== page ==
MINNEAPOLIS - Rudy Gobert arrived to Minnesota via private jet on Wednesday, and headed straight to his new home at Target Center.
Every TV in the building had displayed, "Welcome Rudy Gobert," as did the jumbo tron above the court after he watched the Lynx hold off the Chicago Sky 81-78. A few hundred fans came into the see the team’s newest star, acquired in a blockbuster trade that involved sending five players and four future first round picks to the Utah Jazz.
Gobert walked up with President of Basketball Operations Tim Connelly, and his new head coach Chris Finch, in front of a large screen showing a highlight reel of dunks and blocked shots as he was introduced as the newest member of the Timberwolves. In a few short months, he’ll be making those same plays alongside new teammate Karl-Anthony Towns.
Acquiring Gobert is arguably the biggest trade in franchise history, and one that didn’t seem likely from either side a week ago.
"When you look at players of Rudy’s abilities, they don’t become available very often. We’re trying to develop winning ways, trying to develop into a sustainable team that can enjoy winning at the highest level. He’s seen that. This guy is going to be a hall of famer," Connelly said. "I’ve been in the NBA a long time, there’s only a handful of those types of calls, those types of players that you think can become actionable. When you get a call like the one we got about Rudy, you pretty quickly realize how unique the situation is and you want to be as aggressive as possible."
Finch called Gobert "a perfect fit at a perfect time for our organization."
"It’s not often you get a chance to add somebody who brings such a level of professionalism, maturity and experience alongside a young corps who fits seamlessly into what we need the most," Finch said.
After a 46-win regular season and the franchise’s second trip to the playoffs since 2004, the Timberwolves needed a defensive star. They needed a rim protector to help keep Towns out of foul trouble, and prevent easy baskets.
Gobert comes to Minnesota as a four-time All-NBA pick, and a three-time Defensive Player of the Year after nine seasons in Utah. Paired with Donovan Mitchell, they led the Jazz to the top of the Western Conference. Gobert admitted Wednesday he had to think about joining the Timberwolves and Towns for a few days before giving his agent the go-ahead.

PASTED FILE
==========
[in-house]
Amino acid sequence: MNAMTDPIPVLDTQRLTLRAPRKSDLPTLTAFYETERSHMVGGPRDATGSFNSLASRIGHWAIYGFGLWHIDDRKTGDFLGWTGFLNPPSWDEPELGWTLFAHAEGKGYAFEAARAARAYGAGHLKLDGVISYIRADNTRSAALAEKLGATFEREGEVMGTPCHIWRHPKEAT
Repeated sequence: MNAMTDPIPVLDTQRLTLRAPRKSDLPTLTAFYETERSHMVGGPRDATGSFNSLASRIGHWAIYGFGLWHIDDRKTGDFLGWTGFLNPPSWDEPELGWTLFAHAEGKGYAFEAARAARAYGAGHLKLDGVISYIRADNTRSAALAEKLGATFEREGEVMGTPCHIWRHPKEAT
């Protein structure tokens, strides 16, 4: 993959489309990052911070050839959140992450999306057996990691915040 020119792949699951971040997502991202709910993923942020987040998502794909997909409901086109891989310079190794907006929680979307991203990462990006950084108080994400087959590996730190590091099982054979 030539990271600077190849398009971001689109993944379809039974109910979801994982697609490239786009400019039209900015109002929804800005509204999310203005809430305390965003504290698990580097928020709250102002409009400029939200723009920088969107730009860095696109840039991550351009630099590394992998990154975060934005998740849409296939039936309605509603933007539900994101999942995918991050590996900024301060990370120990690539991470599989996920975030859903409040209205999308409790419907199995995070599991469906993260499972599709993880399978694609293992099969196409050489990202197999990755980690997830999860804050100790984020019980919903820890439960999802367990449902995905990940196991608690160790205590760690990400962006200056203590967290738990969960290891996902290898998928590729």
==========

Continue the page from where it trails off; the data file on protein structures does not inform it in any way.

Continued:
"The first time (my agent) told me, I was like can that work? I was thinking about it every day, kept thinking about it more and more and it’s probably the best and most exciting challenge for me. Pair up with a guy like KAT and with an organization like the Timberwolves that I think really wants to win, is willing to do whatever it takes to win," Gobert said. "I couldn’t hope for a better situation."
Connelly was hired to take over the Timberwolves’ front office less than two months ago. It didn’t take long for him to make his first big move in acquiring Gobert.
Minnesota sent Malik Beasley, Patrick Beverley, Jarred Vanderbilt, Leandro Bolmaro and Walker Kessler, plus four future first round picks, to bring in the NBA’s top defensive player. They gave up a lot, but didn’t have to lose Towns, Anthony Edwards or Jaden McDaniels.
"When you’re able to add a difference-maker and not trade a guy in a similar tier, it’s so rare. When we started having those discussions, his name kept popping up. Collectively as the discussions developed, we said we’re not going to have many chances to get a guy who is in his prime," Connelly said. "We didn’t think we’d get a call like this for a long, long time. He doesn’t inhibit anything we have presently, he makes it better."
A 7-1 center at nearly 260 pounds, Gobert averaged 15.6 points and 14.7 rebounds in 66 regular season starts last year. Gobert, just 30 years old, ranked second in the NBA last season with 53 double-doubles, and was third in blocked shots at 2.1 per game. He’s played in 49 career playoff games, all starts, averaging 13.4 points on 66.2 percent shooting, 11.3 rebounds and 1.8 blocks per game.
"I just know that when you have an opportunity to get a guy like this, you’ve got to be aggressive. Your chances of getting him by any other mechanism is very, very small," Finch said.
The move is ultimately about making the Timberwolves consistent winners. A franchise that’s been to the Western Conference Finals once in 33 years now has a starting corps that features Towns, Gobert, D’Angelo Russell, Edwards and McDaniels.
"The goal is to win a championship. I came here for that. I didn’t come here just to be a good team, I came here to try and take this team to titles and accomplish that," Gobert said. "I’m going to do whatever I can to help these guys take the next step and help this team take the next step."